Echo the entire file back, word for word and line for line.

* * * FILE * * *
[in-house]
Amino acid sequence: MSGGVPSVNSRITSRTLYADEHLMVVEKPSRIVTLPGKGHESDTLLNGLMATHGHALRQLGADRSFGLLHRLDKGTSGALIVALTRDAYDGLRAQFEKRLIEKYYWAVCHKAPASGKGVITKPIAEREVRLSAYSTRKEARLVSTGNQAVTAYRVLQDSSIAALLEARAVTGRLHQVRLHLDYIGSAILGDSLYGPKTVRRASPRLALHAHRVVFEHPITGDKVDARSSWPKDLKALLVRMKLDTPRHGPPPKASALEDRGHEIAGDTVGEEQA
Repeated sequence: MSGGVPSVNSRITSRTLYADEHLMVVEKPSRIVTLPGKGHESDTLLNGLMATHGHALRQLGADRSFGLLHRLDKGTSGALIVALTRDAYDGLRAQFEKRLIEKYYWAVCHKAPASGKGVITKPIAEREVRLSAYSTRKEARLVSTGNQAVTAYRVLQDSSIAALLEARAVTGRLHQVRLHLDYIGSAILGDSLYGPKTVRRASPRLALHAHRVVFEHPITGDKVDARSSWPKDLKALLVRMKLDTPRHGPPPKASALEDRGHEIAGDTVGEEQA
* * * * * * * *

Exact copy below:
[in-house]
Amino acid sequence: MSGGVPSVNSRITSRTLYADEHLMVVEKPSRIVTLPGKGHESDTLLNGLMATHGHALRQLGADRSFGLLHRLDKGTSGALIVALTRDAYDGLRAQFEKRLIEKYYWAVCHKAPASGKGVITKPIAEREVRLSAYSTRKEARLVSTGNQAVTAYRVLQDSSIAALLEARAVTGRLHQVRLHLDYIGSAILGDSLYGPKTVRRASPRLALHAHRVVFEHPITGDKVDARSSWPKDLKALLVRMKLDTPRHGPPPKASALEDRGHEIAGDTVGEEQA
Repeated sequence: MSGGVPSVNSRITSRTLYADEHLMVVEKPSRIVTLPGKGHESDTLLNGLMATHGHALRQLGADRSFGLLHRLDKGTSGALIVALTRDAYDGLRAQFEKRLIEKYYWAVCHKAPASGKGVITKPIAEREVRLSAYSTRKEARLVSTGNQAVTAYRVLQDSSIAALLEARAVTGRLHQVRLHLDYIGSAILGDSLYGPKTVRRASPRLALHAHRVVFEHPITGDKVDARSSWPKDLKALLVRMKLDTPRHGPPPKASALEDRGHEIAGDTVGEEQA